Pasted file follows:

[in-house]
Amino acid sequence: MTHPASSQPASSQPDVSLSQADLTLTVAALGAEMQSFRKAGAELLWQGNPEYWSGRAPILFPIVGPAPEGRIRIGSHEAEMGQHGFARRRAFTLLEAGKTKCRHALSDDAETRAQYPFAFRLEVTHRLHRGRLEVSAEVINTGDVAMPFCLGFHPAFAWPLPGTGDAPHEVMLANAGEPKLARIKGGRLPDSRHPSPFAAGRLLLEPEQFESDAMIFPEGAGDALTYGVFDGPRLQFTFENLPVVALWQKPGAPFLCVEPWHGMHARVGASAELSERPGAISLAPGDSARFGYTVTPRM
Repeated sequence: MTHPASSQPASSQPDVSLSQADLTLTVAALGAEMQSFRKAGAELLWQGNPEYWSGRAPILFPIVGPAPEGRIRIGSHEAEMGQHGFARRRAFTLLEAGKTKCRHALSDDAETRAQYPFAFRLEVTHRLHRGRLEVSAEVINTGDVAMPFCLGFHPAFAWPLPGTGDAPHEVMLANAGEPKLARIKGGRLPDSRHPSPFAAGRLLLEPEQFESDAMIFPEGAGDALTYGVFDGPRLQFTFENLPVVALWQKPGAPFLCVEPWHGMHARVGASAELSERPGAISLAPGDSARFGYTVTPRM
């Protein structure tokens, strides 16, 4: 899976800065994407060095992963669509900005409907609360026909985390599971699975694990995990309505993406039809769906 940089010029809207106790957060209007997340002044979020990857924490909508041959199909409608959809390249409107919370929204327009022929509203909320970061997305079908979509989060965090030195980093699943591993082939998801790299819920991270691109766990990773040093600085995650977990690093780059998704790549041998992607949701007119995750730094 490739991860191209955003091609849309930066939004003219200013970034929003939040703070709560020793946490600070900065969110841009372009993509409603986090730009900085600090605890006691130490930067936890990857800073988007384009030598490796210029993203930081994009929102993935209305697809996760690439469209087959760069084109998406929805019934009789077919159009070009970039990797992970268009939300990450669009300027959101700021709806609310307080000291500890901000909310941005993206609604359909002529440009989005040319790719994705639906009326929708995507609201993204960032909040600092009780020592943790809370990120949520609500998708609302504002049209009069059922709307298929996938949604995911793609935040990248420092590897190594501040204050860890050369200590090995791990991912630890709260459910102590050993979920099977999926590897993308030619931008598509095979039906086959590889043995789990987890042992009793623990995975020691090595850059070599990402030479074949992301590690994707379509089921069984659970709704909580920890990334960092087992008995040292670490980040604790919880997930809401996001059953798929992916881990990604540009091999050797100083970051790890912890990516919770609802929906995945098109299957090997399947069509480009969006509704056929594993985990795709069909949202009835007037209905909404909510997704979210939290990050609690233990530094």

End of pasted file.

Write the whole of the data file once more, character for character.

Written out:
[in-house]
Amino acid sequence: MTHPASSQPASSQPDVSLSQADLTLTVAALGAEMQSFRKAGAELLWQGNPEYWSGRAPILFPIVGPAPEGRIRIGSHEAEMGQHGFARRRAFTLLEAGKTKCRHALSDDAETRAQYPFAFRLEVTHRLHRGRLEVSAEVINTGDVAMPFCLGFHPAFAWPLPGTGDAPHEVMLANAGEPKLARIKGGRLPDSRHPSPFAAGRLLLEPEQFESDAMIFPEGAGDALTYGVFDGPRLQFTFENLPVVALWQKPGAPFLCVEPWHGMHARVGASAELSERPGAISLAPGDSARFGYTVTPRM
Repeated sequence: MTHPASSQPASSQPDVSLSQADLTLTVAALGAEMQSFRKAGAELLWQGNPEYWSGRAPILFPIVGPAPEGRIRIGSHEAEMGQHGFARRRAFTLLEAGKTKCRHALSDDAETRAQYPFAFRLEVTHRLHRGRLEVSAEVINTGDVAMPFCLGFHPAFAWPLPGTGDAPHEVMLANAGEPKLARIKGGRLPDSRHPSPFAAGRLLLEPEQFESDAMIFPEGAGDALTYGVFDGPRLQFTFENLPVVALWQKPGAPFLCVEPWHGMHARVGASAELSERPGAISLAPGDSARFGYTVTPRM
């Protein structure tokens, strides 16, 4: 899976800065994407060095992963669509900005409907609360026909985390599971699975694990995990309505993406039809769906 940089010029809207106790957060209007997340002044979020990857924490909508041959199909409608959809390249409107919370929204327009022929509203909320970061997305079908979509989060965090030195980093699943591993082939998801790299819920991270691109766990990773040093600085995650977990690093780059998704790549041998992607949701007119995750730094 490739991860191209955003091609849309930066939004003219200013970034929003939040703070709560020793946490600070900065969110841009372009993509409603986090730009900085600090605890006691130490930067936890990857800073988007384009030598490796210029993203930081994009929102993935209305697809996760690439469209087959760069084109998406929805019934009789077919159009070009970039990797992970268009939300990450669009300027959101700021709806609310307080000291500890901000909310941005993206609604359909002529440009989005040319790719994705639906009326929708995507609201993204960032909040600092009780020592943790809370990120949520609500998708609302504002049209009069059922709307298929996938949604995911793609935040990248420092590897190594501040204050860890050369200590090995791990991912630890709260459910102590050993979920099977999926590897993308030619931008598509095979039906086959590889043995789990987890042992009793623990995975020691090595850059070599990402030479074949992301590690994707379509089921069984659970709704909580920890990334960092087992008995040292670490980040604790919880997930809401996001059953798929992916881990990604540009091999050797100083970051790890912890990516919770609802929906995945098109299957090997399947069509480009969006509704056929594993985990795709069909949202009835007037209905909404909510997704979210939290990050609690233990530094």